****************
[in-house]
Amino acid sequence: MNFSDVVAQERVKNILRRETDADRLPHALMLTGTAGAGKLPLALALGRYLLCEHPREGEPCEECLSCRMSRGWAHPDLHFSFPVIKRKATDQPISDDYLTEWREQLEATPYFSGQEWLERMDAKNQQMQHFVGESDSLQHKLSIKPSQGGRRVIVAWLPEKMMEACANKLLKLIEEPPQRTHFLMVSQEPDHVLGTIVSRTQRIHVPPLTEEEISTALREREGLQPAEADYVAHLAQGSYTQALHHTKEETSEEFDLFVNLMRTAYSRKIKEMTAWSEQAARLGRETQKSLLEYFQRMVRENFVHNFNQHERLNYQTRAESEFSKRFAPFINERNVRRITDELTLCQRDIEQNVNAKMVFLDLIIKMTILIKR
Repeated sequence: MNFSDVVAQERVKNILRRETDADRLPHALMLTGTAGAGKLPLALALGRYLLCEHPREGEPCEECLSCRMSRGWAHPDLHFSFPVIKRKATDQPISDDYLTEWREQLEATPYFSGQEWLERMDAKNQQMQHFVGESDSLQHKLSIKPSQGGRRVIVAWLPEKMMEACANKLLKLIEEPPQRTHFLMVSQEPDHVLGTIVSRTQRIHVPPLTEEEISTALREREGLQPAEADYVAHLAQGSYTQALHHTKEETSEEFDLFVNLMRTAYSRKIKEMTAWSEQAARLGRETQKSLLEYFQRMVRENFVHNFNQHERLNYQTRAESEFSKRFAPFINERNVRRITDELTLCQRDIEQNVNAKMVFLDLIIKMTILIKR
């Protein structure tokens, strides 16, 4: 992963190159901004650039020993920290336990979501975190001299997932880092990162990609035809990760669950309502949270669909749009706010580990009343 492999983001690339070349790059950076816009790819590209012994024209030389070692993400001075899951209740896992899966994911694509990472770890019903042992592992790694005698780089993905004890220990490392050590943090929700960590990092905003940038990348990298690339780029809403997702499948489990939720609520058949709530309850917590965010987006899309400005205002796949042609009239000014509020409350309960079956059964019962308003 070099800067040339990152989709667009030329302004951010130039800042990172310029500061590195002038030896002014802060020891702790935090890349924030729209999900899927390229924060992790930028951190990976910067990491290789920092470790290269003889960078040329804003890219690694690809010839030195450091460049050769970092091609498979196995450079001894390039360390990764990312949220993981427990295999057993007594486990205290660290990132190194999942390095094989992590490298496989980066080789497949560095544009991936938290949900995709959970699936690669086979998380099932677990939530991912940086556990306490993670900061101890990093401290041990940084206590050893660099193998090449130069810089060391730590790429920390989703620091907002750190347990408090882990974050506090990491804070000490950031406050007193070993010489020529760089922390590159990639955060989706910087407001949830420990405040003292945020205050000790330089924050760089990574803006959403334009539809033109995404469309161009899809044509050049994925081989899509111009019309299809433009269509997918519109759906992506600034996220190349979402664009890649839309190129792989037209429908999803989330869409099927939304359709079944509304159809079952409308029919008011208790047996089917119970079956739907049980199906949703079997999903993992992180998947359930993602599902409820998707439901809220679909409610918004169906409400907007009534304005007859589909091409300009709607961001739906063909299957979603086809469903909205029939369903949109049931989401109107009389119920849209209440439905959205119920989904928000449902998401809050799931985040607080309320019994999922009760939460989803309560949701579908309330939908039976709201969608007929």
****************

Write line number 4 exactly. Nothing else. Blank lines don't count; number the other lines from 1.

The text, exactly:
């Protein structure tokens, strides 16, 4: 992963190159901004650039020993920290336990979501975190001299997932880092990162990609035809990760669950309502949270669909749009706010580990009343 492999983001690339070349790059950076816009790819590209012994024209030389070692993400001075899951209740896992899966994911694509990472770890019903042992592992790694005698780089993905004890220990490392050590943090929700960590990092905003940038990348990298690339780029809403997702499948489990939720609520058949709530309850917590965010987006899309400005205002796949042609009239000014509020409350309960079956059964019962308003 070099800067040339990152989709667009030329302004951010130039800042990172310029500061590195002038030896002014802060020891702790935090890349924030729209999900899927390229924060992790930028951190990976910067990491290789920092470790290269003889960078040329804003890219690694690809010839030195450091460049050769970092091609498979196995450079001894390039360390990764990312949220993981427990295999057993007594486990205290660290990132190194999942390095094989992590490298496989980066080789497949560095544009991936938290949900995709959970699936690669086979998380099932677990939530991912940086556990306490993670900061101890990093401290041990940084206590050893660099193998090449130069810089060391730590790429920390989703620091907002750190347990408090882990974050506090990491804070000490950031406050007193070993010489020529760089922390590159990639955060989706910087407001949830420990405040003292945020205050000790330089924050760089990574803006959403334009539809033109995404469309161009899809044509050049994925081989899509111009019309299809433009269509997918519109759906992506600034996220190349979402664009890649839309190129792989037209429908999803989330869409099927939304359709079944509304159809079952409308029919008011208790047996089917119970079956739907049980199906949703079997999903993992992180998947359930993602599902409820998707439901809220679909409610918004169906409400907007009534304005007859589909091409300009709607961001739906063909299957979603086809469903909205029939369903949109049931989401109107009389119920849209209440439905959205119920989904928000449902998401809050799931985040607080309320019994999922009760939460989803309560949701579908309330939908039976709201969608007929």